It’s been quite a week on the impeachment front — a 9-hour-plus, bitterly contentious hearing before the House Judiciary Committee that focused (or attempted to, anyway) on evidence of President Trump’s high crimes and misdemeanors, followed just 14 hours later with the high-stakes rollout of two articles of impeachment. The case against Trump could get a committee vote by Thursday, with the full House voting before Christmas.

With all this momentous news, naturally I’ve been thinking about a not-well-enough-known German-language novel from 1947, written by an author who was days away from succumbing to morphine addiction and the craziness of having barely survived Nazi rule. Hans Fallada’s Every Man Dies Alone is a fictionalized account of a real story — an obscure Berlin factory worker and his wife who, after a family member is killed in combat in the early months of World War II, turns against Adolf Hitler with a zeal both foolhardy and brave beyond modern comprehension.

In 1940, Otto Hampel began writing postcards that attacked both the Fuhrer and his totalitarian regime, scrawling the words “worker murderer” across Hitler’s face or asking fellow citizens to “Wake up!” to the evil of their government. Over two years, Hampel covertly dropped more than 200 of these postcards in busy stairwells or other public places, in the hopes that everyday people would read them and rise up against the Third Reich. The reality, though, was that most of the cards were immediately turned over to the Gestapo by terrified citizens. After confounding authorities for two years, the Hampels were arrested and executed by the guillotine.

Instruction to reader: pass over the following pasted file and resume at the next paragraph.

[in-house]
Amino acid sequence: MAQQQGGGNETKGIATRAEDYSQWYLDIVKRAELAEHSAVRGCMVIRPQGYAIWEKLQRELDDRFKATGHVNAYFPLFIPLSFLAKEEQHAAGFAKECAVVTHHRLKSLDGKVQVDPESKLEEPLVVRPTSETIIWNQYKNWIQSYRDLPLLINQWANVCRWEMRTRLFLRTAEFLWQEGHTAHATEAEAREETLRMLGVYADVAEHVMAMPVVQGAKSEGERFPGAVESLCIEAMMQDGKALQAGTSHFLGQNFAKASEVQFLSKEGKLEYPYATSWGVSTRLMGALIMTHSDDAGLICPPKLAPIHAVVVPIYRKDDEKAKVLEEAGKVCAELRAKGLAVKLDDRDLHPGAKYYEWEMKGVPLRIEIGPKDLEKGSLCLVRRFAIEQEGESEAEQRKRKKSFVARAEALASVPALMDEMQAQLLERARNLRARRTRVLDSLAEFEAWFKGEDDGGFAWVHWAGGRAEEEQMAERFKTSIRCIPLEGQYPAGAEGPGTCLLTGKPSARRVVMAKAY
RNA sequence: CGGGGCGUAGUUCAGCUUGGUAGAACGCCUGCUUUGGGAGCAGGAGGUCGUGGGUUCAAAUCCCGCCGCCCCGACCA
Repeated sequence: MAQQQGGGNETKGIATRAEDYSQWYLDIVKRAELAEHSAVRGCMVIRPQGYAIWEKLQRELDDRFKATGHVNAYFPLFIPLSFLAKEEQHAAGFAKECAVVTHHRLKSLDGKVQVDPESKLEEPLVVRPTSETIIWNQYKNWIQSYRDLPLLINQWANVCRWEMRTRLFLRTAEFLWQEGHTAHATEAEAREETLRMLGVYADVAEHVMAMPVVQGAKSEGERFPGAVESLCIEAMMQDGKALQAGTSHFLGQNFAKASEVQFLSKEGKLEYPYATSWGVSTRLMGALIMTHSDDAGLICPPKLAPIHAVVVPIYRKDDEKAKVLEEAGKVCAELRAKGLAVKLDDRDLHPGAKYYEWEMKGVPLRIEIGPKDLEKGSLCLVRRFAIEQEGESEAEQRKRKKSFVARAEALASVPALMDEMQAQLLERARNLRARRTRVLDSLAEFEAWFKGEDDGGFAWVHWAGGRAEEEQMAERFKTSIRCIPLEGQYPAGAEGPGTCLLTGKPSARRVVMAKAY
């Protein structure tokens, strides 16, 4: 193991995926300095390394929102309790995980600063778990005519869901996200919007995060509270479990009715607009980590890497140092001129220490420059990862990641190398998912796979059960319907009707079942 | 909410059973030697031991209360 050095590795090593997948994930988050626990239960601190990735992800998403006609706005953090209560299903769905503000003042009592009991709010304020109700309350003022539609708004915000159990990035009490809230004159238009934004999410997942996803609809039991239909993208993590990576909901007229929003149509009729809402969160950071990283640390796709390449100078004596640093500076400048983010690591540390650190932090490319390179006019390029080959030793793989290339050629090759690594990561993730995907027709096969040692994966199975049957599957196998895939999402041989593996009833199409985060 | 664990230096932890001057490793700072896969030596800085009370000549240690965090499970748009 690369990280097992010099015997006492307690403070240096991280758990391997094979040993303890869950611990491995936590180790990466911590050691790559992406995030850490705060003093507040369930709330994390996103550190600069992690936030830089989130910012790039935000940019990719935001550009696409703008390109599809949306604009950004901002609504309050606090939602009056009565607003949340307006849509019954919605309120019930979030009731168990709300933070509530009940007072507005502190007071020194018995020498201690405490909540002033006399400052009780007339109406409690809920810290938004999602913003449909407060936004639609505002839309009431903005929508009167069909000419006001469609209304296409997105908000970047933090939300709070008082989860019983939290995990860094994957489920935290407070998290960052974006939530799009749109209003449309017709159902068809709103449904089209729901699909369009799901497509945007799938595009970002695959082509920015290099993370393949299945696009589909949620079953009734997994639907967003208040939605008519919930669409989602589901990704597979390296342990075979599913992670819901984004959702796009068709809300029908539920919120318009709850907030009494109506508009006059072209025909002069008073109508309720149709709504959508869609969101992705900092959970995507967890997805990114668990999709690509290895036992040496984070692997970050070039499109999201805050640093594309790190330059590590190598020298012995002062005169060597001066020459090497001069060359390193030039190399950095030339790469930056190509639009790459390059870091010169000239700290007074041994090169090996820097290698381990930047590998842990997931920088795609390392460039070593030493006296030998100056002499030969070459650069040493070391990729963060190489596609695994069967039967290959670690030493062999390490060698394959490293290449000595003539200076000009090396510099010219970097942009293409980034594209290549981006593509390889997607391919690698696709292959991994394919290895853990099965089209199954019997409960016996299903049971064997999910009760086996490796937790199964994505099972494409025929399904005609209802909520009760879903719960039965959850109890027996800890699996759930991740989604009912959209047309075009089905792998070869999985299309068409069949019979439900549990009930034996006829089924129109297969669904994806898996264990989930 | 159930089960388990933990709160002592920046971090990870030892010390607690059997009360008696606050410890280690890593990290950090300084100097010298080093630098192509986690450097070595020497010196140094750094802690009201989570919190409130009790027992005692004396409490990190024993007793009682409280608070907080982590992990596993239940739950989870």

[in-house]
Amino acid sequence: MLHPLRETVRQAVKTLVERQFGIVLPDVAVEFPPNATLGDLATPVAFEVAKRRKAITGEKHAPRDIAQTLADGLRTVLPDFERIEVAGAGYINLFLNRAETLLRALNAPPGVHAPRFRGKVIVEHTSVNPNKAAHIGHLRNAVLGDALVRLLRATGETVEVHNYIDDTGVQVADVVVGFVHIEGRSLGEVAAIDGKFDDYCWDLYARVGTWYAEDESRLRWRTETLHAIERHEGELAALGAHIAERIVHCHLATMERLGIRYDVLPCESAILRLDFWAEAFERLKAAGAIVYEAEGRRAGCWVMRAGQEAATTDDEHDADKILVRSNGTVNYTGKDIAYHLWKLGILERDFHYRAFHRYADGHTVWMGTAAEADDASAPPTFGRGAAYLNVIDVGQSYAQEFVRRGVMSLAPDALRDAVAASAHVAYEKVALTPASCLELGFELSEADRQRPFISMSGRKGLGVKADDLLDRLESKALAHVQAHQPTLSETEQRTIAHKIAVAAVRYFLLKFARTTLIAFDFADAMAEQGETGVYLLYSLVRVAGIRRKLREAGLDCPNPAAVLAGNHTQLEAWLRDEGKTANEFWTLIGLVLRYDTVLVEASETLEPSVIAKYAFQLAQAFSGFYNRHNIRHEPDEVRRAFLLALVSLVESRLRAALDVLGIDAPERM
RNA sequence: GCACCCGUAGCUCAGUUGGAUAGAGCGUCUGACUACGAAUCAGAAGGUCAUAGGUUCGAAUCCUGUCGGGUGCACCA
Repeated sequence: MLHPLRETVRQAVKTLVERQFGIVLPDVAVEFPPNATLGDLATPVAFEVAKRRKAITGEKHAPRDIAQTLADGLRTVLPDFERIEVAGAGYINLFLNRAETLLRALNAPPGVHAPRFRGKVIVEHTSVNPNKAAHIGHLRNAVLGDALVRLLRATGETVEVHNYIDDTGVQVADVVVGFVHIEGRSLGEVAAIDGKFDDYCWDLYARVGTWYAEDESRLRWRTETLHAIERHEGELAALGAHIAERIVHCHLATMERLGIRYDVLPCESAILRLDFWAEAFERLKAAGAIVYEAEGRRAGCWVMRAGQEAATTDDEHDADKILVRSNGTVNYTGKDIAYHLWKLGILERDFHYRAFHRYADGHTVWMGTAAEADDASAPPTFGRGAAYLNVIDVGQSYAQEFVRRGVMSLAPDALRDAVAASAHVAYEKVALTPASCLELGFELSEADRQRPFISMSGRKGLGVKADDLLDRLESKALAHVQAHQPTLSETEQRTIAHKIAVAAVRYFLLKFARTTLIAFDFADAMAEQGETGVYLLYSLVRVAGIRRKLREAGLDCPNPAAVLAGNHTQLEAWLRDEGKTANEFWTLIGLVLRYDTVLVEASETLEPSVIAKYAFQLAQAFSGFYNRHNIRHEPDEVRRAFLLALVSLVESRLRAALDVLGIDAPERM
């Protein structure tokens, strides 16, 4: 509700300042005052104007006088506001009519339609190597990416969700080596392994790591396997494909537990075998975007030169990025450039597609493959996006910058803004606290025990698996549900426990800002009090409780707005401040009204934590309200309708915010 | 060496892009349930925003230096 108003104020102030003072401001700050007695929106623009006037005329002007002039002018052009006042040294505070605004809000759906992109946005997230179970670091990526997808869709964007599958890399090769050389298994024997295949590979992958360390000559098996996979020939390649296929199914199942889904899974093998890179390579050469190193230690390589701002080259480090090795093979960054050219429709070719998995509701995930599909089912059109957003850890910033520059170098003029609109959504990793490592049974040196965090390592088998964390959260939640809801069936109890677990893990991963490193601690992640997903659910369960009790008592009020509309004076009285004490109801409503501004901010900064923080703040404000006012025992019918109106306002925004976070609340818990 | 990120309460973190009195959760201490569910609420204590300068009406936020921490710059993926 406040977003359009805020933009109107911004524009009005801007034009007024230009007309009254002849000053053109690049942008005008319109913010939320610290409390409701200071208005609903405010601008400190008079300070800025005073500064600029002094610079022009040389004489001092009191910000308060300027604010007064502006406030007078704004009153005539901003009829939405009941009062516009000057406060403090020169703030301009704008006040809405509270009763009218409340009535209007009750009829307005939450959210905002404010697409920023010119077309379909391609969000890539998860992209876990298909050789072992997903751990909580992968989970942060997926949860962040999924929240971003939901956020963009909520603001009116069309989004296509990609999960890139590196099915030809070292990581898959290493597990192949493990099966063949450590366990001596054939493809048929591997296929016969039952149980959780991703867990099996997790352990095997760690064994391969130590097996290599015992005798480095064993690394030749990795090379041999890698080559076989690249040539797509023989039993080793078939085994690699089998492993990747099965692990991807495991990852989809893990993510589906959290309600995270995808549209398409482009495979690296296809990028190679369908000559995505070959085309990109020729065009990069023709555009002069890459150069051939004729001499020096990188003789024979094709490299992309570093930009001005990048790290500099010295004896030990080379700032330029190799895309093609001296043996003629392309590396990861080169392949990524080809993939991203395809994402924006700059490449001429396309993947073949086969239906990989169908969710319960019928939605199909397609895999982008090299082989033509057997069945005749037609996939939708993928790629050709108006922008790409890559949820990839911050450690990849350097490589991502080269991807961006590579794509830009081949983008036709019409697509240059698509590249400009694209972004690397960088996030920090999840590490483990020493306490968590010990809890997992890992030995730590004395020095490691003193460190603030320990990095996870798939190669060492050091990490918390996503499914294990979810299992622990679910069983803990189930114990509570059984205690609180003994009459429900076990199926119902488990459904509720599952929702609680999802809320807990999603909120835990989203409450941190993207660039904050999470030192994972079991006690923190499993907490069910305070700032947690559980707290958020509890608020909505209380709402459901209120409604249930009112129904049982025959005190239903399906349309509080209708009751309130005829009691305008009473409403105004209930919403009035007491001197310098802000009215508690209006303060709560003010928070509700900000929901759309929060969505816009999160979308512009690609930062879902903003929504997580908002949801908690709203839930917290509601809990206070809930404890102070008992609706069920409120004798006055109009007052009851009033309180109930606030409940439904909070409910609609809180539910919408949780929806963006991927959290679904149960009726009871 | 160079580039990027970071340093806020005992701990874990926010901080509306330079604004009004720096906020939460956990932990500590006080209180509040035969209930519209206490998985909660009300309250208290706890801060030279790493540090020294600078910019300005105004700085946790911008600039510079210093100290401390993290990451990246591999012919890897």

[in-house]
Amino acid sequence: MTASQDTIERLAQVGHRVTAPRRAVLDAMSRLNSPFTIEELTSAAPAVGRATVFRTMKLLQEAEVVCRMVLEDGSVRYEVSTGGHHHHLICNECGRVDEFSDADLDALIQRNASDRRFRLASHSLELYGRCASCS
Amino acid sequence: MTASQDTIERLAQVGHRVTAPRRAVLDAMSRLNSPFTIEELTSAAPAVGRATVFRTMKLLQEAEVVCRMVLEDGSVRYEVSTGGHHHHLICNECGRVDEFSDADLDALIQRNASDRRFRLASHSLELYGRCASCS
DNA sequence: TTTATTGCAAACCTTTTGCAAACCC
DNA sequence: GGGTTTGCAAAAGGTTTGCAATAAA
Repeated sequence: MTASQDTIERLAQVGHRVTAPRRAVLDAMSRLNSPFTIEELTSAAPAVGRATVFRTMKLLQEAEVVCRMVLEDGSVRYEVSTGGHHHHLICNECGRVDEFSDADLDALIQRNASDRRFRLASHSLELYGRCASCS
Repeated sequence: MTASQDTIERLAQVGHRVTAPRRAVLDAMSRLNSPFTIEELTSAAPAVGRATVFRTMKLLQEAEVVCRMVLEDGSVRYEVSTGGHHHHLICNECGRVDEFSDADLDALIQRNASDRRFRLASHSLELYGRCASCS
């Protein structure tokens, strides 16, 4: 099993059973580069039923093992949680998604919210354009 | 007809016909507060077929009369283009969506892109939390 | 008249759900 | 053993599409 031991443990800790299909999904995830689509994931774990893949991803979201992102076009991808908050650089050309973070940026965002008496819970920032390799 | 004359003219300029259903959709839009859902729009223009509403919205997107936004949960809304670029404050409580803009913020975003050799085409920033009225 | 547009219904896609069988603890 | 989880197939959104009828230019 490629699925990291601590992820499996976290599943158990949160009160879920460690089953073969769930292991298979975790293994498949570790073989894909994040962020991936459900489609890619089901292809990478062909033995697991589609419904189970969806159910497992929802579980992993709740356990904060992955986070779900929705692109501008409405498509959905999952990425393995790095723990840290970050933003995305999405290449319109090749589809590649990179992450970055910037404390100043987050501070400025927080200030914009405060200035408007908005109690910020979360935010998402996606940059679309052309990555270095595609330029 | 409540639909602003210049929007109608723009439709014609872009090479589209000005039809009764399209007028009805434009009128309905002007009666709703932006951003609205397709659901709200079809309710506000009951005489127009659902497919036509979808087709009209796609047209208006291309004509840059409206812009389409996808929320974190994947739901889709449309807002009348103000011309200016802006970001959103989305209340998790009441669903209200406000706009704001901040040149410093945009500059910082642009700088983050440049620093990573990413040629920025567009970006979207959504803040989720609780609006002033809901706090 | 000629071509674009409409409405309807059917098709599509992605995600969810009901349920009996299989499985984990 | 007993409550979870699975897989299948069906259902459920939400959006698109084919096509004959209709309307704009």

It’s hard to imagine deeper existential questions than the ones posed by Every Man Dies Alone. Did writing the truth about Hitler doom Otto, or did it set him free? Were he and his wife, who helped deliver the messages, heroes or reckless fools? (Consider the fact that few people — possibly no one — responded positively to the postcards.) In real life, Otto Hampel told his Nazi captors that — even as he awaited the guillotine — he was “happy” with what he did.

Flash forward nearly eight long decades to Donald Trump’s America, and it’s impossible not to hear the echoing footsteps of Otto Hampel. Postcards of truth are dropping everywhere. You could find them in a House hearing room where dedicated public servants like former Ambassador Marie Yovanovitch and Lt. Colonel Alexander Vindman said Trump’s abuses of power, in threatening to extort Ukraine for political gain, offended the very values that caused their immigrant families to come to America. Or in Monday’s report from the Department of Justice’s inspector general on the origins of the Trump-Russia prove which screamed the obvious, that of course the FBI was right to probe why Vladimir Putin was meddling in our election and what Team Trump knew.